FREQUENTLY ASKED QUESTIONS/How can I protect my code, brands, social network accounts?/

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How can I protect my source code, brands and social network accounts?

Abiding by the following rules may ensure better legal protection for the company and prevent disputes between shareholders.

All of your company's social network accounts (including but not limited to Facebook, Twitter, LinkedIn, Github, Confluence...) must be opened in the name of the company and therefore belong to it, as foreseen in the shareholders agreement. Always use and favor company professional email addresses (as opposed to personal addresses). The same goes for the source code, the brands or the domain names which are to be considered assets of the company so they cannot be claimed by some shareholders as their own property.

However, if the company is incorporated late, the source code and any other filed intellectual property rights must be brought into the company's assets by specific contracts: to that end, please contact a lawyer.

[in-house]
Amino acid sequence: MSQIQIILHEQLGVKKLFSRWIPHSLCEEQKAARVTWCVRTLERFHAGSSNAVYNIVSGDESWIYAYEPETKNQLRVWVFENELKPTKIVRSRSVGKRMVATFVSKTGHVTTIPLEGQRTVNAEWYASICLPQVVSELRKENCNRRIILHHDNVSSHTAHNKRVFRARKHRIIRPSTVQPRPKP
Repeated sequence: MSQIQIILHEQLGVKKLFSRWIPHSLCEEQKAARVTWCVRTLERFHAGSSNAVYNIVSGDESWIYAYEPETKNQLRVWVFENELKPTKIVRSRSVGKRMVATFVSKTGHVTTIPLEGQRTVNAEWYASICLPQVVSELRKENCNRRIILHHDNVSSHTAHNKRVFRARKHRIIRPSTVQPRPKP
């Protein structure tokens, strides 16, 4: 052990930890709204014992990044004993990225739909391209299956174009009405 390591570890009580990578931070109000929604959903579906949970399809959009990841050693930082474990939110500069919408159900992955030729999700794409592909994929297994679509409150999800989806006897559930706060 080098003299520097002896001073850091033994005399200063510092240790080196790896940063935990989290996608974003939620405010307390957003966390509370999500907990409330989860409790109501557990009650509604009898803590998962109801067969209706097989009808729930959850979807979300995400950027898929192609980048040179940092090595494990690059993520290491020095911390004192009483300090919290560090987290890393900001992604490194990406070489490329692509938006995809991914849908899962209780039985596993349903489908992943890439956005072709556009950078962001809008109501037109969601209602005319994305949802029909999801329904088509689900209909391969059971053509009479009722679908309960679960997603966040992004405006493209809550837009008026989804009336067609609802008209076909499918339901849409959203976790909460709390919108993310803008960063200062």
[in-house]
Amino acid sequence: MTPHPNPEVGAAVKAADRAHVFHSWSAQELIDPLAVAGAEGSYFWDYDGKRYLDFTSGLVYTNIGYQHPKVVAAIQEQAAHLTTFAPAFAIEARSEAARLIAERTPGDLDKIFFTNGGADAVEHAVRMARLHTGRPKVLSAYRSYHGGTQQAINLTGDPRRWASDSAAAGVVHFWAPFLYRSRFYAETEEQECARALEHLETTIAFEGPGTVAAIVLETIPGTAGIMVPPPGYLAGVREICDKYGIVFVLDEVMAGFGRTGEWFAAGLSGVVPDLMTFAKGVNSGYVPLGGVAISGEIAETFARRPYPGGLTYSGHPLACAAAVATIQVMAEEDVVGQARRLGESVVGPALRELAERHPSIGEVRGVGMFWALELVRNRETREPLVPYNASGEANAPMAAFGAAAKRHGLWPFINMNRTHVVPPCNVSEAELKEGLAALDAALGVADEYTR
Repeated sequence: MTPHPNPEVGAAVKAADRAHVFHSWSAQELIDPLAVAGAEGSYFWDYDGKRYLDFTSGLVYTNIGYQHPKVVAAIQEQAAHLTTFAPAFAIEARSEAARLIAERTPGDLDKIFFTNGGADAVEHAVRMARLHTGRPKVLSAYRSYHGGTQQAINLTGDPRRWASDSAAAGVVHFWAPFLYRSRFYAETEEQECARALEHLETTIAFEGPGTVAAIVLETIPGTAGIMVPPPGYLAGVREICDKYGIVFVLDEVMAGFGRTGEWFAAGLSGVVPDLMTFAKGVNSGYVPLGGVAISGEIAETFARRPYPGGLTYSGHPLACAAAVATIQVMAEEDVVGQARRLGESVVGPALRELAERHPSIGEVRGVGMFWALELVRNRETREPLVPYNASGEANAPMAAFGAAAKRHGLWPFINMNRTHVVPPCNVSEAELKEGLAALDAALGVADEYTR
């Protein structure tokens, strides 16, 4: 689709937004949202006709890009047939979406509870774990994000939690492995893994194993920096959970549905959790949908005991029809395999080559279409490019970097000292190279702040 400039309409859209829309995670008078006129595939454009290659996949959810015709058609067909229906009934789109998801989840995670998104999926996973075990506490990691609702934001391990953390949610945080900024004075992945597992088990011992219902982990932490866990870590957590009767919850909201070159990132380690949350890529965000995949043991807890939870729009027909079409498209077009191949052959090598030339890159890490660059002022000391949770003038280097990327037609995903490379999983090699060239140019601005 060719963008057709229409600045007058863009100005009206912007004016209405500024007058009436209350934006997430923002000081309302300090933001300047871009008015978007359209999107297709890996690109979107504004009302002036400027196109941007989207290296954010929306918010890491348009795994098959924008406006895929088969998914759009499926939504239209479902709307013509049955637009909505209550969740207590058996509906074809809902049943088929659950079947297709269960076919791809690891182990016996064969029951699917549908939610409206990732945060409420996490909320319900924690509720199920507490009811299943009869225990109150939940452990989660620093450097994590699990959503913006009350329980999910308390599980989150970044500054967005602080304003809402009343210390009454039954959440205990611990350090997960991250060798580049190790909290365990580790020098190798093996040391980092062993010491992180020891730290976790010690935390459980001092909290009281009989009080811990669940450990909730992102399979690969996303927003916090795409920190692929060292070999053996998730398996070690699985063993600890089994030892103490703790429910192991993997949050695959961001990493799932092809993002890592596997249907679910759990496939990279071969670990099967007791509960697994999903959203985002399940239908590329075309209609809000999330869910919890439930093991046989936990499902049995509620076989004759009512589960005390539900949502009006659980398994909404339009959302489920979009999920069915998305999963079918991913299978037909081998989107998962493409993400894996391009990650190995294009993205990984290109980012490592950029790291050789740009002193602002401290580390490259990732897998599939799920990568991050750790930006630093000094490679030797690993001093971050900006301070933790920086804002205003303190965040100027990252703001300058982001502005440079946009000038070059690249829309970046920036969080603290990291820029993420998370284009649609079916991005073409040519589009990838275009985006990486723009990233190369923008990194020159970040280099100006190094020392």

Some difficulties and conflicts may arise when a shareholder leaves or joins: it is therefore important to know what belongs to the company. If you are lucky: the shareholder considered has always shared with you the credentials to access the accounts; then, you will just have to deal with the property of the source code, Github specs and brands, by referring where appropriate to the existent agreement.

But what if this shareholder has a monopoly over these credentials and refuses to provide them? Unfortunately this might lead to dire straits and you might have to go through hardships to recover the credentials: bringing the case before the civil courts, seeking compensation... Moreover, French courts do not consider social network accounts assets of a company.

The legal documents proposed by alf provide for the automatic transfer of source code, brands and social network accounts with the incorporation of the company on the good faith of the shareholders, but this remains a moral commitment, interpreted very strictly by the judges. You should also foresee a contract to transfer intellectual property rights as soon as the company is constituted – the longer you wait, the higher the risk of dispute.

For further information, you can read our blog post on that topic.